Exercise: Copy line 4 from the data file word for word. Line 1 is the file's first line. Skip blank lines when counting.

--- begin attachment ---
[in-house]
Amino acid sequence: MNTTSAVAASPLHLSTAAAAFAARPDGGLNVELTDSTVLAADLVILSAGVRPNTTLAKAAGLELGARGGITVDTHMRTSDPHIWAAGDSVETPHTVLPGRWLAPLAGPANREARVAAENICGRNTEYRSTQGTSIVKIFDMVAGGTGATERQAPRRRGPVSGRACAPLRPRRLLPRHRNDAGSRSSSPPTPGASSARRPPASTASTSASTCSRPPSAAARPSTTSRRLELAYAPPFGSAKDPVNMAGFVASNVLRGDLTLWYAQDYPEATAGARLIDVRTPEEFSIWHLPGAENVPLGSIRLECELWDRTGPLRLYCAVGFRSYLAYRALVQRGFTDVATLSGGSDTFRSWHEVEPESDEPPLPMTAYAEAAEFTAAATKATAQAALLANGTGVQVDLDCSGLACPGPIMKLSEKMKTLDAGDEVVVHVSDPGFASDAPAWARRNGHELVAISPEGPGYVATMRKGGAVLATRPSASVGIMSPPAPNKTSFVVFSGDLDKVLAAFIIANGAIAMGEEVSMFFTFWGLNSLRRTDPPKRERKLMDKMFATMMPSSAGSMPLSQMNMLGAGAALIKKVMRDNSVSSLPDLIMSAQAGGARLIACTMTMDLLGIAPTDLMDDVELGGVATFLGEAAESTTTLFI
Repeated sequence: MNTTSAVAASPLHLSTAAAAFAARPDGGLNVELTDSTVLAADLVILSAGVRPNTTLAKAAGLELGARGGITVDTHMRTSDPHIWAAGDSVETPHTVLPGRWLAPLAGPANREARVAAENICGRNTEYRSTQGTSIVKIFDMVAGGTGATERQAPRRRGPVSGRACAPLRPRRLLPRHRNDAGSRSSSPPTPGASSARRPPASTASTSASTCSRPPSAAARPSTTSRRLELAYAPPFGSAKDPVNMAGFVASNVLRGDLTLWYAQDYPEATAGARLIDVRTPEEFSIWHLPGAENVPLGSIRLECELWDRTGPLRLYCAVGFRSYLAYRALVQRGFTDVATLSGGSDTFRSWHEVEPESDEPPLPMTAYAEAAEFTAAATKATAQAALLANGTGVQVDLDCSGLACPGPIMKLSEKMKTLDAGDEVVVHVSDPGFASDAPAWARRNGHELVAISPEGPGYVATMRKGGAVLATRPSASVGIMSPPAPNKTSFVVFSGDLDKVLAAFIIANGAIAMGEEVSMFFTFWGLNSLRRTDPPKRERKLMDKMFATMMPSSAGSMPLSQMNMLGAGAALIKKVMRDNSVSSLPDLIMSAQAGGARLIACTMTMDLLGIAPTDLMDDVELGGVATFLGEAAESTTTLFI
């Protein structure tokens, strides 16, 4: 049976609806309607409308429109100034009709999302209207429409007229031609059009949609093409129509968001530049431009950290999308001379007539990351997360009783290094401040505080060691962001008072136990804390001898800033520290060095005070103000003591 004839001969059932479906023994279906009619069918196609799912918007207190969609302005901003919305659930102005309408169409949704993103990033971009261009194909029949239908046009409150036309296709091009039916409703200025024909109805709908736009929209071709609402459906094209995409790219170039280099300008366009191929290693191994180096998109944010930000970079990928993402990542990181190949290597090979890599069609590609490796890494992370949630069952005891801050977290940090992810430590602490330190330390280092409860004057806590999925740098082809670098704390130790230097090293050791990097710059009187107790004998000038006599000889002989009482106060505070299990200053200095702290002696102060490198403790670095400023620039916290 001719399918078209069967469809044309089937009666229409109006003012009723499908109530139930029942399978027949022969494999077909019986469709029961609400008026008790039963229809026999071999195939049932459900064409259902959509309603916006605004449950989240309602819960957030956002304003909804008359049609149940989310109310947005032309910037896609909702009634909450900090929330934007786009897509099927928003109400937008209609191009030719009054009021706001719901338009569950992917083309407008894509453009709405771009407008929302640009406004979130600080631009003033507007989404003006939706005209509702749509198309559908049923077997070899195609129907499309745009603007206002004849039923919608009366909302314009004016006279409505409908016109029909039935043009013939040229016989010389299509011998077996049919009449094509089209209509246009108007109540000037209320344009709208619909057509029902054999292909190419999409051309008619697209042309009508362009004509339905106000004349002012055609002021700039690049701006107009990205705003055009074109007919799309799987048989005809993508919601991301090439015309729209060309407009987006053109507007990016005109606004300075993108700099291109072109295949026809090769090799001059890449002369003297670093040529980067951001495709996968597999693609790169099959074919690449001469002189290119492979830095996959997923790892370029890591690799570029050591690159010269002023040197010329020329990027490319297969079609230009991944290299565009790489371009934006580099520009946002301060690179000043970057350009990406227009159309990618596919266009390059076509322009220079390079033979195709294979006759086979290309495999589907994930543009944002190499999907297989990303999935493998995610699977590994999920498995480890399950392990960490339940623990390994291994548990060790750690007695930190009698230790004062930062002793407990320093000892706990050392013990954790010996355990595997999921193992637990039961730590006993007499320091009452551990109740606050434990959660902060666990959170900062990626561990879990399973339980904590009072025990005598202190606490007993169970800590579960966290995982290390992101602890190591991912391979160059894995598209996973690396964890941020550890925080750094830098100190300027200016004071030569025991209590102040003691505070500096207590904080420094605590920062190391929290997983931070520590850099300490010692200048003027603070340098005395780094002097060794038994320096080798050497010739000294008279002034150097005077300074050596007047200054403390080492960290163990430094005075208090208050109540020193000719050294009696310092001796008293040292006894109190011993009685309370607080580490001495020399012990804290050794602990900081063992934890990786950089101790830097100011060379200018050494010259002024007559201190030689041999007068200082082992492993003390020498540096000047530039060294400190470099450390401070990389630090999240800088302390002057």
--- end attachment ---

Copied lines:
């Protein structure tokens, strides 16, 4: 049976609806309607409308429109100034009709999302209207429409007229031609059009949609093409129509968001530049431009950290999308001379007539990351997360009783290094401040505080060691962001008072136990804390001898800033520290060095005070103000003591 004839001969059932479906023994279906009619069918196609799912918007207190969609302005901003919305659930102005309408169409949704993103990033971009261009194909029949239908046009409150036309296709091009039916409703200025024909109805709908736009929209071709609402459906094209995409790219170039280099300008366009191929290693191994180096998109944010930000970079990928993402990542990181190949290597090979890599069609590609490796890494992370949630069952005891801050977290940090992810430590602490330190330390280092409860004057806590999925740098082809670098704390130790230097090293050791990097710059009187107790004998000038006599000889002989009482106060505070299990200053200095702290002696102060490198403790670095400023620039916290 001719399918078209069967469809044309089937009666229409109006003012009723499908109530139930029942399978027949022969494999077909019986469709029961609400008026008790039963229809026999071999195939049932459900064409259902959509309603916006605004449950989240309602819960957030956002304003909804008359049609149940989310109310947005032309910037896609909702009634909450900090929330934007786009897509099927928003109400937008209609191009030719009054009021706001719901338009569950992917083309407008894509453009709405771009407008929302640009406004979130600080631009003033507007989404003006939706005209509702749509198309559908049923077997070899195609129907499309745009603007206002004849039923919608009366909302314009004016006279409505409908016109029909039935043009013939040229016989010389299509011998077996049919009449094509089209209509246009108007109540000037209320344009709208619909057509029902054999292909190419999409051309008619697209042309009508362009004509339905106000004349002012055609002021700039690049701006107009990205705003055009074109007919799309799987048989005809993508919601991301090439015309729209060309407009987006053109507007990016005109606004300075993108700099291109072109295949026809090769090799001059890449002369003297670093040529980067951001495709996968597999693609790169099959074919690449001469002189290119492979830095996959997923790892370029890591690799570029050591690159010269002023040197010329020329990027490319297969079609230009991944290299565009790489371009934006580099520009946002301060690179000043970057350009990406227009159309990618596919266009390059076509322009220079390079033979195709294979006759086979290309495999589907994930543009944002190499999907297989990303999935493998995610699977590994999920498995480890399950392990960490339940623990390994291994548990060790750690007695930190009698230790004062930062002793407990320093000892706990050392013990954790010996355990595997999921193992637990039961730590006993007499320091009452551990109740606050434990959660902060666990959170900062990626561990879990399973339980904590009072025990005598202190606490007993169970800590579960966290995982290390992101602890190591991912391979160059894995598209996973690396964890941020550890925080750094830098100190300027200016004071030569025991209590102040003691505070500096207590904080420094605590920062190391929290997983931070520590850099300490010692200048003027603070340098005395780094002097060794038994320096080798050497010739000294008279002034150097005077300074050596007047200054403390080492960290163990430094005075208090208050109540020193000719050294009696310092001796008293040292006894109190011993009685309370607080580490001495020399012990804290050794602990900081063992934890990786950089101790830097100011060379200018050494010259002024007559201190030689041999007068200082082992492993003390020498540096000047530039060294400190470099450390401070990389630090999240800088302390002057």